Human Rights and Critical Modern Slavery This module critically interrogates dominant liberal discourse on human rights and modern slavery. Drawing on academic, popular and policy debate on human rights and case studies of phenomena that are deemed to constitute contemporary human enslavement - such as human trafficking, prostitution, domestic servitude, worst forms of child labour, forced labour and bonded labour in a number of sectors and regions - the module offers an opportunity to critically deconstruct the theoretical and political assumptions that underpin this discourse. The module ultimately aims to draw your attention to the deep connections between human rights and social, economic and political inequality on the basis of gender, class, race, sexuality, age and other identity markers under contemporary conditions of globalisation. Dissertation in Global Citizenship, Identities and Human Rights MA only You will undertake a supervised dissertation of 15, words on a topic of their choice subject to the approval of the course director.
Global Citizenship What is global citizenship? It is a way of living that recognises our world is an increasingly complex web of connections and interdependencies.
One in which our choices and actions may have repercussions for people and communities locally, nationally or internationally. Global citizenship nurtures personal respect and respect for others, wherever they live.
It encourages individuals to think deeply and critically about what is equitable and just, and what will minimise harm to our planet.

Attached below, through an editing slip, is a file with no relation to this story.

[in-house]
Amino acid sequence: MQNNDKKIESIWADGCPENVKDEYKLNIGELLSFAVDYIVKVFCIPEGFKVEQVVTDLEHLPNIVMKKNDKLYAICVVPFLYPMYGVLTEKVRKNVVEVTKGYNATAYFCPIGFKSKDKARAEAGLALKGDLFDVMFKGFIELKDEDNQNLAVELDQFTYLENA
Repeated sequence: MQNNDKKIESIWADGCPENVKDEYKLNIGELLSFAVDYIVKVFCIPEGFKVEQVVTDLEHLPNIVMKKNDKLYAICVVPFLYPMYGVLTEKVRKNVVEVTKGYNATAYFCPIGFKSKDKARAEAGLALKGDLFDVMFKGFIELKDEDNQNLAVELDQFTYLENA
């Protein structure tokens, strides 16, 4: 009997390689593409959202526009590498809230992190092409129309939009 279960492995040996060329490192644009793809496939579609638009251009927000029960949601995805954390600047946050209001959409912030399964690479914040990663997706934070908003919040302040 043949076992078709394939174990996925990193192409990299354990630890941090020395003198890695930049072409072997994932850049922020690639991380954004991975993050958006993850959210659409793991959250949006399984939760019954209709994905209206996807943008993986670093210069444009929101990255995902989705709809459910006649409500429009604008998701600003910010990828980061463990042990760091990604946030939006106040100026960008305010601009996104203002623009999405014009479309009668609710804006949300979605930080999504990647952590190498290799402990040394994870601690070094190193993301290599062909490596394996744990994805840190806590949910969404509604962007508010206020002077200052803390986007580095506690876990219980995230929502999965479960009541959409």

Exploring global citizenship themes help learners grow more confident in standing up for their beliefs, and more skilled in evaluating the ethics and impact of their decisions.
What is a global citizen?
A useful working definition, however, is offered by Oxfam: A Global Citizen is someone who: To be effective Global Citizens, young people need to be flexible, creative and proactive. They need to be able to solve problems, make decisions, think critically, communicate ideas effectively and work well within teams and groups.
These skills and attributes are increasingly recognised as being essential to succeed in other areas of 21st century life too, including many workplaces.
These skills and qualities cannot be developed without the use of active learning methods through which pupils learn by doing and by collaborating with others. Why is global citizenship education needed? But so too are the challenges. Young people are entitled to an education that equips them with the knowledge, skills and values they need in order to embrace the opportunities and challenges they encounter, and to create the kind of world that they want to live in.
An education that supports their development as Global Citizens. The active, participatory methods of Education for Global Citizenship and Sustainable Development help young people to learn how decisions made by people in other parts of the world affect our lives, just as our decisions affect the lives of others.
Education for Global Citizenship and Sustainable Development also promotes pupil participation in the learning process and in decision-making for the following reasons: Everything done in school sends out messages, so we need to exemplify the values we wish to promote. If we wish to affirm beliefs about the equality of all human beings and the importance of treating everyone fairly and with respect, we need to ensure that learning processes, and relationships between pupils and teachers, reflect and reinforce these values.